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BMC Bioinformatics. 2016 Sep 22;17(1):391.

solveME: fast and reliable solution of nonlinear ME models.

Author information

1
Department of Bioengineering, University of California at San Diego, La Jolla, 92093, CA, USA.
2
Department of Management Science and Engineering, Stanford University, Stanford, 94305, CA, USA.
3
Department of Bioengineering, University of California at San Diego, La Jolla, 92093, CA, USA. palsson@ucsd.edu.
4
Novo Nordisk Foundation Center for Biosustainability, Technical University of Denmark, Kemitorvet, Building 220, Kongens Lyngby, DK-2800, Denmark. palsson@ucsd.edu.

Abstract

BACKGROUND:

Genome-scale models of metabolism and macromolecular expression (ME) significantly expand the scope and predictive capabilities of constraint-based modeling. ME models present considerable computational challenges: they are much (>30 times) larger than corresponding metabolic reconstructions (M models), are multiscale, and growth maximization is a nonlinear programming (NLP) problem, mainly due to macromolecule dilution constraints.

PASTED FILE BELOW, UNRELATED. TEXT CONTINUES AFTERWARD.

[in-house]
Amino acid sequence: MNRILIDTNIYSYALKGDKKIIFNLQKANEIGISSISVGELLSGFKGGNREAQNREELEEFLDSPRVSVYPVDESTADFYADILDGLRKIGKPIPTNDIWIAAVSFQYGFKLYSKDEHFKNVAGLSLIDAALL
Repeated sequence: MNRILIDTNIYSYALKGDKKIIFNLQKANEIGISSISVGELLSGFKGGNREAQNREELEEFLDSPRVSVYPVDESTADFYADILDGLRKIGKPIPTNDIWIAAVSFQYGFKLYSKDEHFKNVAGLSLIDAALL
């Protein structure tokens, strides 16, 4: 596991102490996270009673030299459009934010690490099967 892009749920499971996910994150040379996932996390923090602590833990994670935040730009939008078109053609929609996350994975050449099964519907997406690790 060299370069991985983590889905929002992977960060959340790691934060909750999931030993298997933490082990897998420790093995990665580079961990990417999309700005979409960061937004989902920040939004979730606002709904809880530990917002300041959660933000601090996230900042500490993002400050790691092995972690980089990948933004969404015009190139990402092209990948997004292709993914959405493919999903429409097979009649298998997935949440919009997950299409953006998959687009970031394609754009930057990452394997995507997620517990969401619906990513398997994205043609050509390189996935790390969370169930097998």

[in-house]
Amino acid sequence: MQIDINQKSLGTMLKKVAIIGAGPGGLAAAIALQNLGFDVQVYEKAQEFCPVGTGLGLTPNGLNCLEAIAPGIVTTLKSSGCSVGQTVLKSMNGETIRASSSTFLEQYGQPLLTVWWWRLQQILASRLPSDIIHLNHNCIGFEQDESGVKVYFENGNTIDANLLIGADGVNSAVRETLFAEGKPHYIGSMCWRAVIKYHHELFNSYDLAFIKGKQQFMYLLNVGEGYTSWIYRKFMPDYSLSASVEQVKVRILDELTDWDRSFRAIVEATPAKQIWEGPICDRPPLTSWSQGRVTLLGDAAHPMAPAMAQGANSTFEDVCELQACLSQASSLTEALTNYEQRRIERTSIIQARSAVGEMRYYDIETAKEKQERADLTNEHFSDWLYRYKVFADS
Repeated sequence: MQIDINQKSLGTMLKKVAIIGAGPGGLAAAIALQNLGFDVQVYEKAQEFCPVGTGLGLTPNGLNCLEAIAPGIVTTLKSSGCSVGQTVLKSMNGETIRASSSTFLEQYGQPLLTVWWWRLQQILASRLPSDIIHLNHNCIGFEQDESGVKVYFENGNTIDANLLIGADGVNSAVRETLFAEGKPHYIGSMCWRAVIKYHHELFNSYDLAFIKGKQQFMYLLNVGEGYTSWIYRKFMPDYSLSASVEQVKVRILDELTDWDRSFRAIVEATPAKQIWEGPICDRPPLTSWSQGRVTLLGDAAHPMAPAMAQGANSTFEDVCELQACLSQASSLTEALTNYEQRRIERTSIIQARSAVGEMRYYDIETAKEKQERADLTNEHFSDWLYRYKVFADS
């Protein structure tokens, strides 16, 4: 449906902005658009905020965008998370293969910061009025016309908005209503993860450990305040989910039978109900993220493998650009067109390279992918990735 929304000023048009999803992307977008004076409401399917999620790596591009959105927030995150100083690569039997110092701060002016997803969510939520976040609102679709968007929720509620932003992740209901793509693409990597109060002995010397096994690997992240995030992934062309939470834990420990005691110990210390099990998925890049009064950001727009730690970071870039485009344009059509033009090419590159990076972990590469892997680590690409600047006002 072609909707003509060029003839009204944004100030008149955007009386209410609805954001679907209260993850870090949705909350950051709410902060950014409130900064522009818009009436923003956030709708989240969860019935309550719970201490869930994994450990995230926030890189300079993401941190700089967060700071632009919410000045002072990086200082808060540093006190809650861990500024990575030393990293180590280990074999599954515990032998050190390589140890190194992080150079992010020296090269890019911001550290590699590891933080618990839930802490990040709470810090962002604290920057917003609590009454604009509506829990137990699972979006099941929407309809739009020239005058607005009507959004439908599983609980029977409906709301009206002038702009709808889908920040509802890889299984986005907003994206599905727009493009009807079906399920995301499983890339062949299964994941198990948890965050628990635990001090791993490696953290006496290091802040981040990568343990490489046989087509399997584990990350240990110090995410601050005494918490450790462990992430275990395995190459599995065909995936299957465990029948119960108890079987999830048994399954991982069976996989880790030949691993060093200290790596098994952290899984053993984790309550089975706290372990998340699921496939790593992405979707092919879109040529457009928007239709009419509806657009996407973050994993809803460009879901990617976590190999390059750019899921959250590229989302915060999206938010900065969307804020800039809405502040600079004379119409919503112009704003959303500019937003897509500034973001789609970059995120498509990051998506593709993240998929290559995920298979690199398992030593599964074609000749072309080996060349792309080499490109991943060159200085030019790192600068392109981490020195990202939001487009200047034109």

RESULTS:

Here, we address these computational challenges. We develop a fast and numerically reliable solution method for growth maximization in ME models using a quad-precision NLP solver (Quad MINOS). Our method was up to 45 % faster than binary search for six significant digits in growth rate. We also develop a fast, quad-precision flux variability analysis that is accelerated (up to 60× speedup) via solver warm-starts. Finally, we employ the tools developed to investigate growth-coupled succinate overproduction, accounting for proteome constraints.

CONCLUSIONS:

Just as genome-scale metabolic reconstructions have become an invaluable tool for computational and systems biologists, we anticipate that these fast and numerically reliable ME solution methods will accelerate the wide-spread adoption of ME models for researchers in these fields.

KEYWORDS:

Constraint-based modeling; Metabolism; Nonlinear optimization; Proteome; Quasiconvex

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